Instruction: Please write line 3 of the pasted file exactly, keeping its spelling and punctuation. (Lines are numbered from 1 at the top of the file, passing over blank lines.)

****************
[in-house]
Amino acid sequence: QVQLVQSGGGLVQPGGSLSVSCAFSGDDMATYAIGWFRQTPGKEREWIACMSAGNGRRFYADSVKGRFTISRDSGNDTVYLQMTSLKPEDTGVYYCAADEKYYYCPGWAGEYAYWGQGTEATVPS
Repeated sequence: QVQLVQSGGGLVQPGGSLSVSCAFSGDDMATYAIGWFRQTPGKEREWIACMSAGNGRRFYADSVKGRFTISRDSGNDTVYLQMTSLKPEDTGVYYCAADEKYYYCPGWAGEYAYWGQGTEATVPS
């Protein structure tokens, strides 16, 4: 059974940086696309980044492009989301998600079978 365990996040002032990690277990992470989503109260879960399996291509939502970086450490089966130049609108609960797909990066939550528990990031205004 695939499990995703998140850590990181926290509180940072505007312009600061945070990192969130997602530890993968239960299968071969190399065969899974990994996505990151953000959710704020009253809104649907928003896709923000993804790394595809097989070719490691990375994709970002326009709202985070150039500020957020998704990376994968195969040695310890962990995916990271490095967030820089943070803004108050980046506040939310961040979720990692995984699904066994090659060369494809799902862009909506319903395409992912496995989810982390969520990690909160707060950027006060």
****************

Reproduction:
Repeated sequence: QVQLVQSGGGLVQPGGSLSVSCAFSGDDMATYAIGWFRQTPGKEREWIACMSAGNGRRFYADSVKGRFTISRDSGNDTVYLQMTSLKPEDTGVYYCAADEKYYYCPGWAGEYAYWGQGTEATVPS